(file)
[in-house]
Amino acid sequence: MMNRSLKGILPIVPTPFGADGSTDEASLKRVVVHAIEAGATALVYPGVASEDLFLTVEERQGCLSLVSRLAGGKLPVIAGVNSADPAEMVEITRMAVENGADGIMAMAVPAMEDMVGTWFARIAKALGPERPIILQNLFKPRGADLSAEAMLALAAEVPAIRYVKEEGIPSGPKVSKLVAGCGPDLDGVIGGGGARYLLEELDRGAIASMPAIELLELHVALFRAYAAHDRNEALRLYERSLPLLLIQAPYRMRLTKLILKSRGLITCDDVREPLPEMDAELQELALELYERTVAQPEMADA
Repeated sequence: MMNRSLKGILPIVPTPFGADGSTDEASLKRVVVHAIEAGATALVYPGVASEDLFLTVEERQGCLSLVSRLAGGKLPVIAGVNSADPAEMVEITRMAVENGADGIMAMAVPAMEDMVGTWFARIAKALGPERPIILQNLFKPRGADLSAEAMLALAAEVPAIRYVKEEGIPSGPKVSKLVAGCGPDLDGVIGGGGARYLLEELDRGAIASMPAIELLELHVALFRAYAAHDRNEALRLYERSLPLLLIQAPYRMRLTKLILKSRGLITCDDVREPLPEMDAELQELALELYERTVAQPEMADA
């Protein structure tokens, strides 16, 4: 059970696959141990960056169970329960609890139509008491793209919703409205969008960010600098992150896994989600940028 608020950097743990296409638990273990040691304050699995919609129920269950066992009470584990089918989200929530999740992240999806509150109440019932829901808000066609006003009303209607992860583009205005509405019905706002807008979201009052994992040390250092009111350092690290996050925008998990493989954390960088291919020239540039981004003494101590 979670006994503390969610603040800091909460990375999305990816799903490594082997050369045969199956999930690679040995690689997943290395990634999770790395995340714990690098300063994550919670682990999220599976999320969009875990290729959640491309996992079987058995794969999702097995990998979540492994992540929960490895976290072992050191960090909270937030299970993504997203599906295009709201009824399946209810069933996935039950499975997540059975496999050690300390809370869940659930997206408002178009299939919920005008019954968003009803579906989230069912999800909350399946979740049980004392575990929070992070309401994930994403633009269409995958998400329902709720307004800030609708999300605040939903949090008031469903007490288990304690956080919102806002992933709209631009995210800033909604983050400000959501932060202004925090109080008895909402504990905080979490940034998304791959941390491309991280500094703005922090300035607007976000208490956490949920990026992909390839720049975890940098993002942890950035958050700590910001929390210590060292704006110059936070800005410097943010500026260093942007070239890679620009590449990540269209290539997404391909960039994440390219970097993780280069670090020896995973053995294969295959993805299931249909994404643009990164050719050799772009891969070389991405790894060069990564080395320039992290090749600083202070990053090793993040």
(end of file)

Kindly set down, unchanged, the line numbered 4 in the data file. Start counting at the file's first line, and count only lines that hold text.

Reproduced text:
């Protein structure tokens, strides 16, 4: 059970696959141990960056169970329960609890139509008491793209919703409205969008960010600098992150896994989600940028 608020950097743990296409638990273990040691304050699995919609129920269950066992009470584990089918989200929530999740992240999806509150109440019932829901808000066609006003009303209607992860583009205005509405019905706002807008979201009052994992040390250092009111350092690290996050925008998990493989954390960088291919020239540039981004003494101590 979670006994503390969610603040800091909460990375999305990816799903490594082997050369045969199956999930690679040995690689997943290395990634999770790395995340714990690098300063994550919670682990999220599976999320969009875990290729959640491309996992079987058995794969999702097995990998979540492994992540929960490895976290072992050191960090909270937030299970993504997203599906295009709201009824399946209810069933996935039950499975997540059975496999050690300390809370869940659930997206408002178009299939919920005008019954968003009803579906989230069912999800909350399946979740049980004392575990929070992070309401994930994403633009269409995958998400329902709720307004800030609708999300605040939903949090008031469903007490288990304690956080919102806002992933709209631009995210800033909604983050400000959501932060202004925090109080008895909402504990905080979490940034998304791959941390491309991280500094703005922090300035607007976000208490956490949920990026992909390839720049975890940098993002942890950035958050700590910001929390210590060292704006110059936070800005410097943010500026260093942007070239890679620009590449990540269209290539997404391909960039994440390219970097993780280069670090020896995973053995294969295959993805299931249909994404643009990164050719050799772009891969070389991405790894060069990564080395320039992290090749600083202070990053090793993040």